Slowly but surely, Chrome is filling in the remaining functionality gaps between native and web-based applications. The recent Chrome 76 update gave web apps the ability send files to (and receive files from) native Android apps, and now sites will get another feature native applications have had for years — selecting contacts from your device.
There has never been a way for web apps to import contacts stored on your device, though obvious privacy concerns probably had something to do with that. Chrome 77 addresses this with a new Contact Picker API, which allows web apps to bring up a screen where you can select contacts. When you tap 'Done,' the site can access whatever contacts you selected.
Thankfully, there are a number of privacy and security barriers put in place to prevent malicious behavior. If you don't want to share all the info in a contact, the values can be unselected from the top of the picker. For example, disabling 'Phone numbers' will only send the name and email to the site. The only values that web apps can request (for now) are the name, phone number, and email address — the photo and other data isn't shared at all.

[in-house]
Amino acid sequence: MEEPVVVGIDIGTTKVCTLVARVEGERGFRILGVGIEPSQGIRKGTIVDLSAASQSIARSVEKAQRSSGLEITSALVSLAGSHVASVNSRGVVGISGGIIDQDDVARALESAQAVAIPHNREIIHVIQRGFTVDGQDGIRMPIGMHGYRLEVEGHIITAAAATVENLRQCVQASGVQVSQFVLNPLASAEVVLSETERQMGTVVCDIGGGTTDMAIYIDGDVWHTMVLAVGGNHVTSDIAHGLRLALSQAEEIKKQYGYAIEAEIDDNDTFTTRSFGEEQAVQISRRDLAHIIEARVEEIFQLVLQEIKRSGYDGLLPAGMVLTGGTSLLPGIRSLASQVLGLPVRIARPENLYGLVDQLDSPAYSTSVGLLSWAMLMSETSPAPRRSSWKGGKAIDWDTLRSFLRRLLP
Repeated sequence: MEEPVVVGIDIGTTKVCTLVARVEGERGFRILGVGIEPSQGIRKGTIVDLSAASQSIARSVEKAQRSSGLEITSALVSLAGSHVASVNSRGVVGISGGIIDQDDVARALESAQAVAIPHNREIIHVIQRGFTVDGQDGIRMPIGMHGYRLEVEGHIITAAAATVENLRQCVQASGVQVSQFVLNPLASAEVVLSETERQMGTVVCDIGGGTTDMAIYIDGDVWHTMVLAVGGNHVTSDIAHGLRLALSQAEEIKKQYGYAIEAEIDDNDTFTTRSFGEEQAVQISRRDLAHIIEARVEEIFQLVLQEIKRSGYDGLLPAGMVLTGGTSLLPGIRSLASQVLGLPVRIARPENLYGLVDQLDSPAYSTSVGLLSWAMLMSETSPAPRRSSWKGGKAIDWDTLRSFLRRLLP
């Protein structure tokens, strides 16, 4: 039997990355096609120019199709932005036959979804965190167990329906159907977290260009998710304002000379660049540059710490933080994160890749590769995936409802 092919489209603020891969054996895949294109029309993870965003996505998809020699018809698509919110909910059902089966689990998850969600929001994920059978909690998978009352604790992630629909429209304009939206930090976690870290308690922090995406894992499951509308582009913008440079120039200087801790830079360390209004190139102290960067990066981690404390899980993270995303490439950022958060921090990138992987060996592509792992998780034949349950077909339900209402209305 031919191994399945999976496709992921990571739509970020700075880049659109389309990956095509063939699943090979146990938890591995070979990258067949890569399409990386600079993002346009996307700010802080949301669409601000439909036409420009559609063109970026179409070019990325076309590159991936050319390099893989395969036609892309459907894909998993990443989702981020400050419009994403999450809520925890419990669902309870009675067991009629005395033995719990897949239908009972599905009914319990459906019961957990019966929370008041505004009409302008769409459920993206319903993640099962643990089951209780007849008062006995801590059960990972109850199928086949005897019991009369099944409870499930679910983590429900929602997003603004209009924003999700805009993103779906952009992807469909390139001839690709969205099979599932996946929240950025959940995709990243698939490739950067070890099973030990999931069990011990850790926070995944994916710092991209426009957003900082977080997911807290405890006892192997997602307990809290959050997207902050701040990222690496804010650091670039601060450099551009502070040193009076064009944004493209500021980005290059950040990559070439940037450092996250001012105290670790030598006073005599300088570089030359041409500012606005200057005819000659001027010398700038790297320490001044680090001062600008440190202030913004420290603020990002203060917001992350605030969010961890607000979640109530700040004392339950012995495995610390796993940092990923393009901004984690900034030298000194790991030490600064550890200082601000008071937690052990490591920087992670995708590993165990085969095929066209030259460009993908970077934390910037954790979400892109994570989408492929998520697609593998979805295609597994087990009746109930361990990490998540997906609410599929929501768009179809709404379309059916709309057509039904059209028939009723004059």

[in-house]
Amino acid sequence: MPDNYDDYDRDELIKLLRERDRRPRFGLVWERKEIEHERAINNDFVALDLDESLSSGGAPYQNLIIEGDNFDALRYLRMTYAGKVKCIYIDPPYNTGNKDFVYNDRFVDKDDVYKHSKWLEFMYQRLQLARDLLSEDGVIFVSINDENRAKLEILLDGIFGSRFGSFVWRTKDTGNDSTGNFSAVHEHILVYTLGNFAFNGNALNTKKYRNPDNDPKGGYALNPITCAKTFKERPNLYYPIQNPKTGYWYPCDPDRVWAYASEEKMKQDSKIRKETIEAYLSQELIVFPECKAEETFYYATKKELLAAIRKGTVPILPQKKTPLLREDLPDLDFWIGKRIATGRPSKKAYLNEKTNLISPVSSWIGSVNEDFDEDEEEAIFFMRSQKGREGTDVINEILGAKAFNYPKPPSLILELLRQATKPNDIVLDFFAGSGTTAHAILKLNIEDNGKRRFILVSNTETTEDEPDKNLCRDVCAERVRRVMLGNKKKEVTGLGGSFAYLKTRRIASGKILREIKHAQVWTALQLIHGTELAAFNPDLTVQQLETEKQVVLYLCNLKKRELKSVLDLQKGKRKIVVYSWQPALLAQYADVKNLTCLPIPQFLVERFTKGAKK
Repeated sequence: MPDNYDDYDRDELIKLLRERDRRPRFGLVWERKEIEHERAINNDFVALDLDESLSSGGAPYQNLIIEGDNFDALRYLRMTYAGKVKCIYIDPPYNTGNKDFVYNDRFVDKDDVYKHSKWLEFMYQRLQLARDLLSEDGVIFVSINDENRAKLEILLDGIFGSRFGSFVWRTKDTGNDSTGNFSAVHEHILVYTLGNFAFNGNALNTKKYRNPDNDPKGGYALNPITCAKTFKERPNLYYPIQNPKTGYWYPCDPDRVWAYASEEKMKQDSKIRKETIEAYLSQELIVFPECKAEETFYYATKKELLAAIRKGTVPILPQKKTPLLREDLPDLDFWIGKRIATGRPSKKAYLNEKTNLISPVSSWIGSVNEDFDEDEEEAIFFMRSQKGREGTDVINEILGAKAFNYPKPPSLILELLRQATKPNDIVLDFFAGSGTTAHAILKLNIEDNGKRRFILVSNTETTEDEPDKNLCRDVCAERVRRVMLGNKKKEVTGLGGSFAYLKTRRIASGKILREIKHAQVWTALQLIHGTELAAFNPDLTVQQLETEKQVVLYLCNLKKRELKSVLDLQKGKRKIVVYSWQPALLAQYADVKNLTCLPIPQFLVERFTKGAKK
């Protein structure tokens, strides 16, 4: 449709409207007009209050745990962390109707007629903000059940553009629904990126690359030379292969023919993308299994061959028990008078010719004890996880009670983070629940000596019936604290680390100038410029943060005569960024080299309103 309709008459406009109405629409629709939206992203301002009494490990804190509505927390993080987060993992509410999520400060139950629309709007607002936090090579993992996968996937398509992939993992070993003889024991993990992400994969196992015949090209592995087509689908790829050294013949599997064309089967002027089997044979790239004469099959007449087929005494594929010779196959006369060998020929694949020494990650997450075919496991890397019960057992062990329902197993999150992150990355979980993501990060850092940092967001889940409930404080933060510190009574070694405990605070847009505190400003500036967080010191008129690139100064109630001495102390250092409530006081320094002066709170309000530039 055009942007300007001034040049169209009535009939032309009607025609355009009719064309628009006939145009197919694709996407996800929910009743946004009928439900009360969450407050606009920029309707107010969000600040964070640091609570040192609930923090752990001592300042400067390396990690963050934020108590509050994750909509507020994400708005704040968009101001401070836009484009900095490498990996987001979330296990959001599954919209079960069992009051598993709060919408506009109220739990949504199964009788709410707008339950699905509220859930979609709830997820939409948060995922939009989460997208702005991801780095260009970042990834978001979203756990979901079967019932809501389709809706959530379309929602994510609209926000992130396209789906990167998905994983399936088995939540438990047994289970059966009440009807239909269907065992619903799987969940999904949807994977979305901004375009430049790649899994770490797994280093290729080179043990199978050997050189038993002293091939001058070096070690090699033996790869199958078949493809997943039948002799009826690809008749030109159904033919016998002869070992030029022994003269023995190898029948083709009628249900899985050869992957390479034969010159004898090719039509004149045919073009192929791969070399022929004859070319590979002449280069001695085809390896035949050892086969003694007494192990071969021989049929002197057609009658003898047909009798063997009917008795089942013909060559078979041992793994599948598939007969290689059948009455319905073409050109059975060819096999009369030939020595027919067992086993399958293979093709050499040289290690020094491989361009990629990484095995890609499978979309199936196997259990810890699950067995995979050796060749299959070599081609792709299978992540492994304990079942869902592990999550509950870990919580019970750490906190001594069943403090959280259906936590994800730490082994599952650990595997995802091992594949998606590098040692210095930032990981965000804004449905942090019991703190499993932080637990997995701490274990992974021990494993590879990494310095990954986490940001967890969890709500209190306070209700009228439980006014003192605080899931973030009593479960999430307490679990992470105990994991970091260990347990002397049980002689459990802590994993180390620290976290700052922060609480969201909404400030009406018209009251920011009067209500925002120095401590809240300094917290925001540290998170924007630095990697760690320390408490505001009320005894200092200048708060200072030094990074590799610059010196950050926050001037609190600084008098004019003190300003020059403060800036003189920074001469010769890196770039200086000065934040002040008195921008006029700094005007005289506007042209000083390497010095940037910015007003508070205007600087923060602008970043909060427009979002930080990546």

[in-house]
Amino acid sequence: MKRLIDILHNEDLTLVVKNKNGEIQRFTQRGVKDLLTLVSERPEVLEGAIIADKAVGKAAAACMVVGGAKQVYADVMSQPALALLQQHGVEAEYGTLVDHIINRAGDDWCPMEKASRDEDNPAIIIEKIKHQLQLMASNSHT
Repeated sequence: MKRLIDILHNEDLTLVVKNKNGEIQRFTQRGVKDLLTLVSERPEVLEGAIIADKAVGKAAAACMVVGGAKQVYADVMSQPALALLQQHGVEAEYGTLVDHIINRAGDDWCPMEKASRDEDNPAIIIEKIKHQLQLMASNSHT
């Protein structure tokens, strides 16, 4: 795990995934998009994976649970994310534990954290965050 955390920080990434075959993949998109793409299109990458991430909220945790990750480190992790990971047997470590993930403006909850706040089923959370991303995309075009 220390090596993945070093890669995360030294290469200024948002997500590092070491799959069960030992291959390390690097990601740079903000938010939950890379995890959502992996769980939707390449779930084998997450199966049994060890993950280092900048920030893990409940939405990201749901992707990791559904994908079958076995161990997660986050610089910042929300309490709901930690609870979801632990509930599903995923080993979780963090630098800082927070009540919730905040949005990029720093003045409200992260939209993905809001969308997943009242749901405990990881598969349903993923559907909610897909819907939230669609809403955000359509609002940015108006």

Google says this functionality could be useful for web-based email clients, VoIP services, social networks, and other experiences that rely on obtaining contact information. It's definitely a nice addition, especially since you can pick the exact data that gets sent.
The contact picker is an Origin Trial in Chrome 77 and above, so you'll need Chrome Dev or Canary on Android to try it out (Chrome Beta on Android hasn't moved up to v77 yet). You'll also need to enable the #enable-experimental-web-platform-features flag in chrome://flags to try it out, and a demo is available here.
- Google Developers